"When that opportunity became available in January, we signed a lease and started planning," Schafer says, "and then COVID happened."
For four months, both locations were closed to customers. Slipping by through what they deemed "window shopping Urban Matter-style," people ordering items over the phone or email from window displays, they worried that the pandemic would mean permanent closure.
Today, through fighting spirit and their community of support, Urban Matter is back open to the public with both storefronts — and just in time for holiday shopping, too.
Urban Matter is filled with perfect gifts for anyone on your list. The store is best known for their Instagram-worthy home décor, spunky homemade jewelry and cards so notable that Chelsea Handler posted one on her Instagram.
Their first South Grand location, a corner shop at the Connecticut Street intersection, is focused on home goods. Handcrafted furniture, bar goods, kitchen supplies, pillows, books and candles are just some of the items shoppers can find at the quirky and eclectic storefront.
Their new location (3189 South Grand Boulevard, 314-833-3223) was created with the wants of South Grand shoppers in mind: The store specializes in pet items, women's clothing, jewelry and bath and body goods.
Regardless of the type of product, one thing is assured when purchasing at Urban Matter — the money will go towards helping the local economy.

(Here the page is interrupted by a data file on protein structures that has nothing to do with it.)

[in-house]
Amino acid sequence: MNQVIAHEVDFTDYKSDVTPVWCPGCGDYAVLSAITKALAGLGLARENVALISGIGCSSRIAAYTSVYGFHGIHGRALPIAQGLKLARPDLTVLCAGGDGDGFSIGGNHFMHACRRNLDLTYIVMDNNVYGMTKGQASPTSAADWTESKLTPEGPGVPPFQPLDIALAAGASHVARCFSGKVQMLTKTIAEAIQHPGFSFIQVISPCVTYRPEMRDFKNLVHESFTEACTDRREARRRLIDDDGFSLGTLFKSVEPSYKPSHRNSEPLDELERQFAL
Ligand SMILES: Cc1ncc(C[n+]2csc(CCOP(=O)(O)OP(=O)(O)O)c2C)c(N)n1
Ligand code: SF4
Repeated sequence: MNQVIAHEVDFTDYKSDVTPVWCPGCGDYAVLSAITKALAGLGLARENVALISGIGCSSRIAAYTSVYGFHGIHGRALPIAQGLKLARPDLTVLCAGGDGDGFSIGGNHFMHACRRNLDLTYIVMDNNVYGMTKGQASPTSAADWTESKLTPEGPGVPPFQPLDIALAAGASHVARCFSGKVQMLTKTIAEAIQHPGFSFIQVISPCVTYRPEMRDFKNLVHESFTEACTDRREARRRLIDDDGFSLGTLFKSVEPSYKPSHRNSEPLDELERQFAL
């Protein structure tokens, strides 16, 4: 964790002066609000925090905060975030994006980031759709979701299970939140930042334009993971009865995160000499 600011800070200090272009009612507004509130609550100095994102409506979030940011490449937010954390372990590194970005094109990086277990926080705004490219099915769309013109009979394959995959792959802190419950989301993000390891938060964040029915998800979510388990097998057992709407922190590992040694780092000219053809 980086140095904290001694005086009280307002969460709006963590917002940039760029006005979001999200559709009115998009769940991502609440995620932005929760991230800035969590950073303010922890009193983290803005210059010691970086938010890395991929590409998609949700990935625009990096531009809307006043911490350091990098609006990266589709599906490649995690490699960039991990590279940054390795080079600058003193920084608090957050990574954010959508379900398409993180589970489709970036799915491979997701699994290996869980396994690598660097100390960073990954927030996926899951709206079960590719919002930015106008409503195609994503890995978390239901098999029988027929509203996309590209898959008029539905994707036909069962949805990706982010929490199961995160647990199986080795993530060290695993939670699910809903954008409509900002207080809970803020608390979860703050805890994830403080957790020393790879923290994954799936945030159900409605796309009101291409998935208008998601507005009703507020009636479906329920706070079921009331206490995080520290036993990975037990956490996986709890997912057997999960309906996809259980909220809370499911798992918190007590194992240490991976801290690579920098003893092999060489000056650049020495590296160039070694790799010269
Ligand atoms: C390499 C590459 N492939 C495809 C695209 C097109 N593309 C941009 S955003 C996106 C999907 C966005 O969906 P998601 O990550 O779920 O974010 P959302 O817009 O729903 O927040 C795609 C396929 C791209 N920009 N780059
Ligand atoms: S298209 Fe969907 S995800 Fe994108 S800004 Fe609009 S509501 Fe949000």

"We're not buying most of our goods out of a catalog — we're buying most of our goods from a person," says Schafer. With each product that they purchase for the store, they try to meet the makers and form a relationship. Through the success of their business, the owner says, they hope to support other local businesses along the way.
The store has a staff of ten, including the owners. Schafer says that the money they earn is also paying the salaries of other St. Louis residents.
"So, your money is sort of doing double/triple duty in staying local, because the people that we're buying from are also here in St. Louis," she says.
Many customers report that the store's small, friendly staff similarly makes the shopping experience worthwhile. It's typical for visitors to make themselves at home, sit on their couches and spend time in the store. That's the kind of community Urban Matter offers, says Schafer.
While the effects of COVID-19 certainly aren't over for small businesses, Urban Matter's employees maintain hope that people will see their mission and support them.
"We aren't as busy as before," Schafer says, "but we feel very confident we will be around on the other side."
— Riley Mack
Union Studio, two locations, including 1605 Tower Grove Ave, 314-771-5398, stlunionstudio.com
Golden Gems, 3156 Cherokee Street, 314-925-8931, shopgoldengems.com
Civil Alchemy, 8154 Big Bend Boulevard, Webster Groves; 314-801-7577, civilalchemy.com